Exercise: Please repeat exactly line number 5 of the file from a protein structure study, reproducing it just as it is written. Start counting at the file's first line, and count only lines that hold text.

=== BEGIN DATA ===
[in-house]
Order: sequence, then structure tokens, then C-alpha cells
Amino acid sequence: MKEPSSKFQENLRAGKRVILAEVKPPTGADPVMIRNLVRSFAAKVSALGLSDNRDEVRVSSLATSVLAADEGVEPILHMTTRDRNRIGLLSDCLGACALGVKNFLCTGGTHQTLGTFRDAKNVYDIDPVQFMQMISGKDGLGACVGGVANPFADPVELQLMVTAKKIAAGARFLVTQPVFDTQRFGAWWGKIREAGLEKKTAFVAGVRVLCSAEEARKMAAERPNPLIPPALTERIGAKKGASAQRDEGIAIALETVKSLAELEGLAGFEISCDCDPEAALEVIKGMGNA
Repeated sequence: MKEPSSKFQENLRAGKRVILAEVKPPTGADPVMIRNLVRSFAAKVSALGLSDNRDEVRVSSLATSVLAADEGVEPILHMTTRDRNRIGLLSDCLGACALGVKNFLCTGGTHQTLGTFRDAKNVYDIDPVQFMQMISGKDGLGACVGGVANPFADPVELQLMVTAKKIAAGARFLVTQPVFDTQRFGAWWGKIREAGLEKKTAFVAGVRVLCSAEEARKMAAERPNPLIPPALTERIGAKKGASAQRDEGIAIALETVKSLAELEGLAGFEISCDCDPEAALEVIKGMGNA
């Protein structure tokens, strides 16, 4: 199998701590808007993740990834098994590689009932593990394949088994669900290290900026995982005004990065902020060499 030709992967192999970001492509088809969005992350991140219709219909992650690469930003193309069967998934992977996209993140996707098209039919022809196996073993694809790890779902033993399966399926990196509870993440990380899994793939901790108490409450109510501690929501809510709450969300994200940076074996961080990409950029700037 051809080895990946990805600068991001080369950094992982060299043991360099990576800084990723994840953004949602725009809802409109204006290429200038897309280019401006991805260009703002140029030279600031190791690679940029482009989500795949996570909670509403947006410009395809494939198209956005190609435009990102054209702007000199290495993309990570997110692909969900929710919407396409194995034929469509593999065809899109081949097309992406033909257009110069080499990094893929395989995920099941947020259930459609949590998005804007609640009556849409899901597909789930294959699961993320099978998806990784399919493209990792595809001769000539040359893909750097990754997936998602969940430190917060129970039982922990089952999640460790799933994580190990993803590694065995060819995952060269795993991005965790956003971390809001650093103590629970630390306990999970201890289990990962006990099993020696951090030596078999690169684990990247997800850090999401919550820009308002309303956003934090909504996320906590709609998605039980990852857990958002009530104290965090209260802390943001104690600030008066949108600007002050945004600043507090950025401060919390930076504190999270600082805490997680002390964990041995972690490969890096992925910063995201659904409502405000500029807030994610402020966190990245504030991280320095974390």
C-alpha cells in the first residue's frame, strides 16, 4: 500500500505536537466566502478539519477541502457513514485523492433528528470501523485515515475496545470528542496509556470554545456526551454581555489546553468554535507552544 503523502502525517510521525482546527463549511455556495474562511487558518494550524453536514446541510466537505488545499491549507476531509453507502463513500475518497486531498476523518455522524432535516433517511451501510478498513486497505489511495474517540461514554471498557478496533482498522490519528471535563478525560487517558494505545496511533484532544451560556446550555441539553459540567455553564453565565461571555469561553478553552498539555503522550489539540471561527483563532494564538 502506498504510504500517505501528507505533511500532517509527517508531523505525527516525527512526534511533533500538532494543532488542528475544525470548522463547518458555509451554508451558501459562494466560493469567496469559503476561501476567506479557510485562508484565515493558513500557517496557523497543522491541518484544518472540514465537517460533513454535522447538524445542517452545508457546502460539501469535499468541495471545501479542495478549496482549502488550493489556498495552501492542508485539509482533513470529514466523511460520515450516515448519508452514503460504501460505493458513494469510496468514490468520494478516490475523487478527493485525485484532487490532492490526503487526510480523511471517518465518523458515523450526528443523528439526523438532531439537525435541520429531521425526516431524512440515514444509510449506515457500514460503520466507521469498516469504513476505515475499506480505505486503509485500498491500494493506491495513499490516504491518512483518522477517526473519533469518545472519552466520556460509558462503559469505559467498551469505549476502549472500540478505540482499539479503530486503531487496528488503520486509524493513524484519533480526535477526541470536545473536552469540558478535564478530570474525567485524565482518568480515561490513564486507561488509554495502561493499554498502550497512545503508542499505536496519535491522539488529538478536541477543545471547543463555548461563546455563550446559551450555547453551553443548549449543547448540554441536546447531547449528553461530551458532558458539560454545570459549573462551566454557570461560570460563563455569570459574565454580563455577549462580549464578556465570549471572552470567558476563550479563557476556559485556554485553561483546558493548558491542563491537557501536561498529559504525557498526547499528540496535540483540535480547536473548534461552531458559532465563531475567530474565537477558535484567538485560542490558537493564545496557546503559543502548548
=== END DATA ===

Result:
């Protein structure tokens, strides 16, 4: 199998701590808007993740990834098994590689009932593990394949088994669900290290900026995982005004990065902020060499 030709992967192999970001492509088809969005992350991140219709219909992650690469930003193309069967998934992977996209993140996707098209039919022809196996073993694809790890779902033993399966399926990196509870993440990380899994793939901790108490409450109510501690929501809510709450969300994200940076074996961080990409950029700037 051809080895990946990805600068991001080369950094992982060299043991360099990576800084990723994840953004949602725009809802409109204006290429200038897309280019401006991805260009703002140029030279600031190791690679940029482009989500795949996570909670509403947006410009395809494939198209956005190609435009990102054209702007000199290495993309990570997110692909969900929710919407396409194995034929469509593999065809899109081949097309992406033909257009110069080499990094893929395989995920099941947020259930459609949590998005804007609640009556849409899901597909789930294959699961993320099978998806990784399919493209990792595809001769000539040359893909750097990754997936998602969940430190917060129970039982922990089952999640460790799933994580190990993803590694065995060819995952060269795993991005965790956003971390809001650093103590629970630390306990999970201890289990990962006990099993020696951090030596078999690169684990990247997800850090999401919550820009308002309303956003934090909504996320906590709609998605039980990852857990958002009530104290965090209260802390943001104690600030008066949108600007002050945004600043507090950025401060919390930076504190999270600082805490997680002390964990041995972690490969890096992925910063995201659904409502405000500029807030994610402020966190990245504030991280320095974390």